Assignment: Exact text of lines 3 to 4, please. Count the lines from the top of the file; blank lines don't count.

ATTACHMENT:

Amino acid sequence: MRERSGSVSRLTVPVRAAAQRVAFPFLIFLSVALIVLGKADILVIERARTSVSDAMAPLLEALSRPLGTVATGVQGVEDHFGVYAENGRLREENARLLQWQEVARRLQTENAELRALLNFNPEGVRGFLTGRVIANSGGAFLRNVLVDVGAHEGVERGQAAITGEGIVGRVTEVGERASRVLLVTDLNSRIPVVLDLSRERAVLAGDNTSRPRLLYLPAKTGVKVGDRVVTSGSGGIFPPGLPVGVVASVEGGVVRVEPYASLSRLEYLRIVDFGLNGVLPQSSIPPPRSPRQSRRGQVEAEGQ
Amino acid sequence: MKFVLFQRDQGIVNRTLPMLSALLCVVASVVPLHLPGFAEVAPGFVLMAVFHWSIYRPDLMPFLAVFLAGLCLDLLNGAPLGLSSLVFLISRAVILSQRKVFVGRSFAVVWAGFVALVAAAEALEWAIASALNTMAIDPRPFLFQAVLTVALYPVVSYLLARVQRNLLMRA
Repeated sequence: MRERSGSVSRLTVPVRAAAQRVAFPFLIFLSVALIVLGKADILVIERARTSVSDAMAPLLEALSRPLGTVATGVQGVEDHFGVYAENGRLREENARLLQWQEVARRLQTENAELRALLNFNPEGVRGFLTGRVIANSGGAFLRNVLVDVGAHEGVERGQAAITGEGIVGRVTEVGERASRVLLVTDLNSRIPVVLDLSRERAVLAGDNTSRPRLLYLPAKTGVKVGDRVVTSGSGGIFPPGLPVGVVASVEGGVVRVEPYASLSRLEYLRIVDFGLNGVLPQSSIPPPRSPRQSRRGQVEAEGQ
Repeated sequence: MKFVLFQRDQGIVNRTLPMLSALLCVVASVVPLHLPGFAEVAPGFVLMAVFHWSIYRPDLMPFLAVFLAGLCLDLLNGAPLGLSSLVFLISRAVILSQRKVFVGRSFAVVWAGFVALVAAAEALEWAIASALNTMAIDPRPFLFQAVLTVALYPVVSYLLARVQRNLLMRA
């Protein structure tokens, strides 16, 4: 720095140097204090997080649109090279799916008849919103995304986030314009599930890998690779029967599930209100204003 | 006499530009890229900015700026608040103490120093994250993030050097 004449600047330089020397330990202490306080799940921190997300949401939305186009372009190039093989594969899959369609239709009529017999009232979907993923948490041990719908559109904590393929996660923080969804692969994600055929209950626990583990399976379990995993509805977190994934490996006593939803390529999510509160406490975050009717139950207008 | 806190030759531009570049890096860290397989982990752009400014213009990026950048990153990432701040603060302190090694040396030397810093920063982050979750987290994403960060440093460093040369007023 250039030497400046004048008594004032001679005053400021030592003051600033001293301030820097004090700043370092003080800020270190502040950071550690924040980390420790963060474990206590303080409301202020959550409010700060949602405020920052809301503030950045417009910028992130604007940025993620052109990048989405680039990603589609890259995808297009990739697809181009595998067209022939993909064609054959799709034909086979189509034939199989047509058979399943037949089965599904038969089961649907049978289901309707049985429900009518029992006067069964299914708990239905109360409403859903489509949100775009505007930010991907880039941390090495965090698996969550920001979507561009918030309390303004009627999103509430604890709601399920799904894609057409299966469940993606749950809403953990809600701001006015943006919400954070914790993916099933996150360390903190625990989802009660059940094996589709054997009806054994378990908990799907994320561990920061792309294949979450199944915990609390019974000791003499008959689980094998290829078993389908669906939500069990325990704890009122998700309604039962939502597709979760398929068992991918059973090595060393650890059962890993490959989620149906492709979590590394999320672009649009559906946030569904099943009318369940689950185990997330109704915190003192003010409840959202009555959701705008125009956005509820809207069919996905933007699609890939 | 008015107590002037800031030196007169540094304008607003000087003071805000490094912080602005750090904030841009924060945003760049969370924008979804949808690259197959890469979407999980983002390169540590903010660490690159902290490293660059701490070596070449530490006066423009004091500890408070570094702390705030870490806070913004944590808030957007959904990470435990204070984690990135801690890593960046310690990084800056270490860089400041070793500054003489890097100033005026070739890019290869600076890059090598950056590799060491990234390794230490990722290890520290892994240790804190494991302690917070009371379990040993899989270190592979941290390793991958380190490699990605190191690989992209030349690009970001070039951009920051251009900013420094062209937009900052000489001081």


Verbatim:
Repeated sequence: MRERSGSVSRLTVPVRAAAQRVAFPFLIFLSVALIVLGKADILVIERARTSVSDAMAPLLEALSRPLGTVATGVQGVEDHFGVYAENGRLREENARLLQWQEVARRLQTENAELRALLNFNPEGVRGFLTGRVIANSGGAFLRNVLVDVGAHEGVERGQAAITGEGIVGRVTEVGERASRVLLVTDLNSRIPVVLDLSRERAVLAGDNTSRPRLLYLPAKTGVKVGDRVVTSGSGGIFPPGLPVGVVASVEGGVVRVEPYASLSRLEYLRIVDFGLNGVLPQSSIPPPRSPRQSRRGQVEAEGQ
Repeated sequence: MKFVLFQRDQGIVNRTLPMLSALLCVVASVVPLHLPGFAEVAPGFVLMAVFHWSIYRPDLMPFLAVFLAGLCLDLLNGAPLGLSSLVFLISRAVILSQRKVFVGRSFAVVWAGFVALVAAAEALEWAIASALNTMAIDPRPFLFQAVLTVALYPVVSYLLARVQRNLLMRA